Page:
A sample of raw yellowfin tuna and a sample of sushi made with yellowfin tuna were contaminated with the outbreak strain of Salmonella Bareilly that has sickened at least 160 people, according to the Wisconsin Department of Health Services.

In a news release, the department said the Wisconsin State Laboratory of Hygiene at the University of Wisconsin, Madison found that Salmonella bacteria isolated from two food samples were an identical DNA match to the bacteria isolated from the outbreak victims.

The lab test results corroborate the earlier epidemiologic conclusion, arrived at through case interviews and product trace back, which identified frozen yellowfin tuna as the likely source of the outbreak.


Based on that earlier evidence from the outbreak investigation, Moon Marine USA Corp of Cupertino, CA recalled suspect frozen tuna product on April 13. The tuna, imported from India, was labeled as Nakaochi Scrape.

“Scrape” is the term for tuna shaved off the backbone after a fish has been filleted. Considered too good to be wasted, scrape may be chopped into even smaller bits but is not further processed. Raw fish scrape is commonplace in Japanese cuisine, sometimes served over rice, in sushi or on its own.

Like any food served raw, however, it can pose a potential risk from foodborne pathogens.

Moon Marine’s tuna scrape was not available for sale to individual consumers, but went to restaurants and grocery stores where it may have been used to make sushi, sashimi, ceviche and similar raw-fish dishes, according to the Centers for Disease Control and Prevention. It often is used to make “spicy tuna” sushi.

In investigating the sushi outbreak, the CDC and Food and Drug Administration said some of the ill people had eaten in “four clustered-associated” restaurants that had served tuna from a single source.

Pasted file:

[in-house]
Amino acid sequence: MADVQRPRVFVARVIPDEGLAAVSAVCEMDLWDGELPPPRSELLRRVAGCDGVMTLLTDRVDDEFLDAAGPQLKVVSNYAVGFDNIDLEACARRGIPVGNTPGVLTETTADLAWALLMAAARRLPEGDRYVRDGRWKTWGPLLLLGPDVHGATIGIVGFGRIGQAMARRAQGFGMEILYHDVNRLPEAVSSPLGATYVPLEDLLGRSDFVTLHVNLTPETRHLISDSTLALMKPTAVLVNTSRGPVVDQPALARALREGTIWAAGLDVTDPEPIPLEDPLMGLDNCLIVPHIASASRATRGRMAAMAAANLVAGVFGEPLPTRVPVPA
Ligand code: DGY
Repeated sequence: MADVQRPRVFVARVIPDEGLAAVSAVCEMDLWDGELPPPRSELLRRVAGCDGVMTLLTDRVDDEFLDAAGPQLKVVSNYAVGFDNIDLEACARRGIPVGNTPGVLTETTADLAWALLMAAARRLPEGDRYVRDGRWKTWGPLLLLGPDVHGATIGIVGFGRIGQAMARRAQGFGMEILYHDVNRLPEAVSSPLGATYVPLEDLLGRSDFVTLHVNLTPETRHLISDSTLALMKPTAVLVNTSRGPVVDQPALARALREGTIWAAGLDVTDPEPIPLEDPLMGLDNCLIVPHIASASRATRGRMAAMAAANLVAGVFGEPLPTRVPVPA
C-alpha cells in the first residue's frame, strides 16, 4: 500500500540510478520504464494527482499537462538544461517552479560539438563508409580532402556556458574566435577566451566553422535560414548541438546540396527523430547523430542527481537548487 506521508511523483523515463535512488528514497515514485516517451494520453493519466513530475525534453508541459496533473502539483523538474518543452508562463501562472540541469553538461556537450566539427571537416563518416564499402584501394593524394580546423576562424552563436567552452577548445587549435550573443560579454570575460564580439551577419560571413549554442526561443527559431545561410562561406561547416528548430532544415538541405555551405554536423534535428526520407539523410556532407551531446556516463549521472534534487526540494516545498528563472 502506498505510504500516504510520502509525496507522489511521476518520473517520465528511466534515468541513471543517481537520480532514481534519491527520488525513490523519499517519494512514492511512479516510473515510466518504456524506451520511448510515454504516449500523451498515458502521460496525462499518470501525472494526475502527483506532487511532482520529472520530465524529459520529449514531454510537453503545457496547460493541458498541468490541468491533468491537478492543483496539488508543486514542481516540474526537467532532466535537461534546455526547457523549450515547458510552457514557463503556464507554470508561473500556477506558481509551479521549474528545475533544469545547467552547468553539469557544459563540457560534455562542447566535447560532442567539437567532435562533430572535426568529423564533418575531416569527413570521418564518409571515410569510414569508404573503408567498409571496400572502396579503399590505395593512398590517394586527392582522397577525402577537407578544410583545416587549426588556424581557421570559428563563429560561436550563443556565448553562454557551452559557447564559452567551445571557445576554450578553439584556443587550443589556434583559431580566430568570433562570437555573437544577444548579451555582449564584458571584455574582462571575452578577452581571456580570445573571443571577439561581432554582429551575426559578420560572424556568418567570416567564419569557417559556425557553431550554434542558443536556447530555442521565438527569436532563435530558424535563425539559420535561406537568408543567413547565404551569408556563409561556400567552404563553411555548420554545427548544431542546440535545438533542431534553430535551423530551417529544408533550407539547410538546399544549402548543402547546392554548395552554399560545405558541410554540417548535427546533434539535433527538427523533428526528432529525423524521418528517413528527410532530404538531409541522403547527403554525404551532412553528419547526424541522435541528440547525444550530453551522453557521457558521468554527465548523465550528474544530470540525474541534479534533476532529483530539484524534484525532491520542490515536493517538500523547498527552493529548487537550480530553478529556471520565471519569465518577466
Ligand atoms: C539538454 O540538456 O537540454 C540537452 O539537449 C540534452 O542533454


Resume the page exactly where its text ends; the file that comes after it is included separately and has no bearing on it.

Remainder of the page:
The FDA has now issued import alerts, authorizing the detention without physical examination of fresh and frozen tuna from the tuna scrape producer, Moon Fishery India Pvt Ltd. in Kerala state, India.

The import alert concludes that contamination with Salmonella Bareilly “is likely due to inadequate sanitary controls after harvest on the fishing vessels, during processing or packaging. Sources of contamination may include water contamination, and/or poor hygienic practices of workers that process the product, pests in packing facilities, and lack of adequate cleaning and sanitizing of equipment that comes in contact with the product.”

In its last update on the outbreak, the CDC said 160 confirmed cases had been reported by 20 states and the District of Columbia. At least 26 people had severe symptoms and were hospitalized.

The FDA has said it is continuing to trace forward the recalled tuna through its subsequent distribution from Moon Marine in California, but has not revealed any of the restaurants or grocery stores that sold sushi or other foods containing the tainted tuna.